Dr. Kingsley Usoh is a former Executive Secretary of the Nigerian Shippers’ Council (NSC). He recently launched a new book proffering solutions to teething problems in the Nigerian Transport Sector. MMS was there to squeeze out this interview as Dr. Usoh explains the idea behind the book and what it requires to revamp transportation in Nigeria.
What spurred you to write the book, “Effective Transport Systems: A Catalyst for Socio-economic Growth”?
If we don’t have a good transportation system, whatever you harvest in your farms or solid minerals and crude extracted etc. It we be wasted as you won’t get foreign exchange to achieve other things. This effective transportation system is paramount and that is what I’m emphasizing. We allowed the railways to die, the inland waterways collapsed, road infrastructure decayed, etc. It is time for us remove politics from these things and look at the condition of the ordinary Nigerian person.
If we do the right thing in the transport sector, we are doing it for all Nigerians including ourselves. Let us stop behaving like foreigners in our own country. This was what led me to write the book “Effective Transport Systems: A Catalyst for Socio-economic Growth” to improve the standard of giving of Nigerians so that if a person has bananas to sell he can easily pluck it and transport it to wherever he wants to sell without any hindrance.
Which of the modes of transportation in Nigeria needs urgent attention in order to reposition the sector at the moment?
It all depends of emphasis we put on each investment because they are all very important national investments and they have to be viable. Transport is not an all-comers game.
When I left secondary school in 1964, I started as a tally-clerk. I went abroad and continued; then I came back to Nigeria and went into insurance and then shipping. I utilized all the knowledge I gathered from all these places to produce the book you are seeing today.
So every sector is important but the problem is that they are all competing for the availability of funds. However, for our commonwealth to grow we must take care of these areas because they are killing our economy. God endowed Nigeria with human and natural resources, so let us put them to the utmost use.
Nigeria once had good roads, effective rail systems and viable waterways. How did the nation’s transport sector degenerate to such an appalling state?
Nigeria got to this level because of politicking. The railway died because of trailer lobbyists. They killed the railway because it was impeding the profitability of their businesses.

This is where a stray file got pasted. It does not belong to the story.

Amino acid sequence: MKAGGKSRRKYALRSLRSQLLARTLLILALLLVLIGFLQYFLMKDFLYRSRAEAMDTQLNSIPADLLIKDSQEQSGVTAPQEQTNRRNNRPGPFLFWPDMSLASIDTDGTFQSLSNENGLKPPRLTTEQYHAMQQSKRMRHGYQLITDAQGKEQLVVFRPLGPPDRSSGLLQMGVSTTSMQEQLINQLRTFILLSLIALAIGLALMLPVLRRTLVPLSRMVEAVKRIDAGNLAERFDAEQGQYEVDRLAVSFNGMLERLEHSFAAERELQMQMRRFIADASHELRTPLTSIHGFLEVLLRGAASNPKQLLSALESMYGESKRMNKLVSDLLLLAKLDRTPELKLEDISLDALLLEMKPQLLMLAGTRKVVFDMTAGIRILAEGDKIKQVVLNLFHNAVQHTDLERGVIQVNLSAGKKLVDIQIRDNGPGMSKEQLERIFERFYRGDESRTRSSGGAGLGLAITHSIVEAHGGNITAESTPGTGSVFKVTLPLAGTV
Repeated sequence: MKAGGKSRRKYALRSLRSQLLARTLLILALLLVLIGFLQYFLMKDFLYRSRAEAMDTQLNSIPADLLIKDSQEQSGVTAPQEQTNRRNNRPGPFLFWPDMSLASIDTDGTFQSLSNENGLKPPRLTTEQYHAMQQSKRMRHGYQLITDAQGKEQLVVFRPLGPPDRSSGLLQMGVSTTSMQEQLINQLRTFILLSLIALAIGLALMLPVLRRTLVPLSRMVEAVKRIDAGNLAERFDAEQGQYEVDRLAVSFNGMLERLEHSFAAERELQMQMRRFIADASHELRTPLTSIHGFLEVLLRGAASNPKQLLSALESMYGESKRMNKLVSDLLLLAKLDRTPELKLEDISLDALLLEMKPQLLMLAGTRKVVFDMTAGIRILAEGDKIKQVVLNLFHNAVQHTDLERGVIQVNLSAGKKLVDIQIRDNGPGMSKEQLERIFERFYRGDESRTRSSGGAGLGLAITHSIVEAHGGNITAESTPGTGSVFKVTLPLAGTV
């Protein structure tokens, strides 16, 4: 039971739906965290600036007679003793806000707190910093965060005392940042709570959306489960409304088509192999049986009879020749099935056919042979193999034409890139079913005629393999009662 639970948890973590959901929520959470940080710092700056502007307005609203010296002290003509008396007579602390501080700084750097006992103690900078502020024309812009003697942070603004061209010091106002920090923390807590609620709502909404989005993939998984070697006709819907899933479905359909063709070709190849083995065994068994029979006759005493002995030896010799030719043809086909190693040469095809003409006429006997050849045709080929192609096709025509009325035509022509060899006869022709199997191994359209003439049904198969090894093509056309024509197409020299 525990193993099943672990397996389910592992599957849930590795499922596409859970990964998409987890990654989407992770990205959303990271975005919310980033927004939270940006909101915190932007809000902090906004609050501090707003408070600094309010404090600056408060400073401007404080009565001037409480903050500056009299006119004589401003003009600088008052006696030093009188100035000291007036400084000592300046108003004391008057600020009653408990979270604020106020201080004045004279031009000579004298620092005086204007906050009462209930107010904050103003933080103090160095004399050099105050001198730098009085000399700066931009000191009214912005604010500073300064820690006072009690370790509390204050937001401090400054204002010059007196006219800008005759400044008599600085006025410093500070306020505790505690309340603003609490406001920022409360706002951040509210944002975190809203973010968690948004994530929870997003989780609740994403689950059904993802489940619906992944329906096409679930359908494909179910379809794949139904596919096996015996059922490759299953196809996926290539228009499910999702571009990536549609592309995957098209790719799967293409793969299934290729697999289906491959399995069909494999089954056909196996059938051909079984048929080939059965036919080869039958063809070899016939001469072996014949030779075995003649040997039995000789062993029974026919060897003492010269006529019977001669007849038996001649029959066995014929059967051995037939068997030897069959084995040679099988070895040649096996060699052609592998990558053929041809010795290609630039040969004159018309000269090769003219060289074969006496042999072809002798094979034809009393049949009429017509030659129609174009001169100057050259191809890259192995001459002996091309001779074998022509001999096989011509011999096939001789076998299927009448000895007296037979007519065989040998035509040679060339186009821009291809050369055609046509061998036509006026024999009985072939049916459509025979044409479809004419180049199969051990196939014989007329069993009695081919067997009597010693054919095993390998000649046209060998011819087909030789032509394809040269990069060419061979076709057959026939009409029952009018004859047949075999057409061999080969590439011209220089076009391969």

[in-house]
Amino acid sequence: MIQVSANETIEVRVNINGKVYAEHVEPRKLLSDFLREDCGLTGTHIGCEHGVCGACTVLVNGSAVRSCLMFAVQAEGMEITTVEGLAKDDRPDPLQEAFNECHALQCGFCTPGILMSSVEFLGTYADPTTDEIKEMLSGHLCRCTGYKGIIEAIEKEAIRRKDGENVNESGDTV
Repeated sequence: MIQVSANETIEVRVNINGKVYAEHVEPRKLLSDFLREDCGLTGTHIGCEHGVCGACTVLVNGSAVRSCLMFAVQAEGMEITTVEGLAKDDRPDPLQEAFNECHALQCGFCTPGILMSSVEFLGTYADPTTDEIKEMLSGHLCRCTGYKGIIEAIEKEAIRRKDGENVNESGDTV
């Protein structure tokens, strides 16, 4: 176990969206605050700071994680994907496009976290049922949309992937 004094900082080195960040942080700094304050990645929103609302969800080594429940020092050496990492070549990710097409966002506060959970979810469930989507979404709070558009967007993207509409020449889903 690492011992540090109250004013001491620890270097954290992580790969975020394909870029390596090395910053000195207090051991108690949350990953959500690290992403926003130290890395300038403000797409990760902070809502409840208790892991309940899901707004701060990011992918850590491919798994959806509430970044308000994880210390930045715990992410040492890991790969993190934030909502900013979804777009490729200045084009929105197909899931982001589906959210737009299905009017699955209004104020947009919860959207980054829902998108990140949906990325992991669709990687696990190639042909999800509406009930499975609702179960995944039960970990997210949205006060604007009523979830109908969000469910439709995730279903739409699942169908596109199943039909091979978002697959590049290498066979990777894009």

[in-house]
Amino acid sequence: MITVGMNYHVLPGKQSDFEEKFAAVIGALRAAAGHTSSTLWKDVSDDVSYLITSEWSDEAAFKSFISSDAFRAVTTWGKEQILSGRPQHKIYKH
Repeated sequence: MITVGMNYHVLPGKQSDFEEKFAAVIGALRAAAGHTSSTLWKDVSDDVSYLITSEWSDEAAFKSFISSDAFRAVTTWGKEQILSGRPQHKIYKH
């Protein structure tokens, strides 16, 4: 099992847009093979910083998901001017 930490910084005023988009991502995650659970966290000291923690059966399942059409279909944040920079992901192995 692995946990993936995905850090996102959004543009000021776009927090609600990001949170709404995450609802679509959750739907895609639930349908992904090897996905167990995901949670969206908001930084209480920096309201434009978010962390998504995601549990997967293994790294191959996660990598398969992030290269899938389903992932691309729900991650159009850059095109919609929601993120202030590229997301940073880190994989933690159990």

Today, I still wonder if all the efforts the government is making toward transforming the transport sector would work because the same tanker lobbyists don’t want an effective railway system. They complain that they had acquired loans to go to buy tankers and we are not tasking them enough to move them to go to railway.
We ought to have laws on axle weight control such that if anyone wants to ply the road with heavy duty vehicles, they would have to pay for doing that. This is because the damage one container has on our road comes in multiple fold. One container on the road would cause damage, two would cause double the damage, three will cause three times damage and it goes on and on. The Americans did this research in the 1960s. The railway system was the only thing we had that could convey goods thereby reducing the burden on the roads.
Nigeria road were not constructed to carry the heavy axle vehicles that come into this country today. The road specification in Nigeria is quite different from what our standards are. For example, we use ECOWAS standard for roads which is less than 20tonnes but containers are 20tonnes and above, so the white man has developed his roads and created a system to move these cargoes. They don’t bother on some of these problems we have here, yet we copy them and feature in the world trade. We have gone to the World Trade Organization (WTO) to sign the agreement but we didn’t look at the damage some of these things cause because they have been imposed on us.
Our institutions and civil engineers ought to come together to do the needful and ensure the university students and all stakeholders learn these things. For example, about two years ago Nigerian trailers were crossing to Cameroon but the Cameroonian authorities stopped them at the border because they said the trailers would cause more damage to their roads. They had to stop there and reduce the weight of what they were carrying before they continued the journey. That is what the Cameroonian law states. We have to copy them. We have to make such laws and ensure that they are adhered to, especially as it affects our infrastructure.
There is commensurate progress in several modes of transport in Nigeria. An agreement has been reached with china for the development of railways a private driven national carrier is set to cu me onboard, the roads and aviation is also expected to witness drastic developments. Is there something Nigeria is missing in the bid to transform the transport sector?
The infrastructure isn’t the major problem but the negligence of due process by the players in the industry. If he law says ‘A’, instead of doing thing the right, people would rather do it the wrong way ‘the Nigerian way’. If Nigerians can decide to change their wrong approach to things, then those will work.
These processes have worked abroad and it produced the desired result. Why is it that when we try to replicate the same thing in Nigeria it doesn’t work? The leaders, practitioners and everyone in the transport sector should look inward to find how he or she adds to the problem in the sector. We can get a new national carrier, fix the roads and railways but if we don’t change the way we do things, we would go back to square one.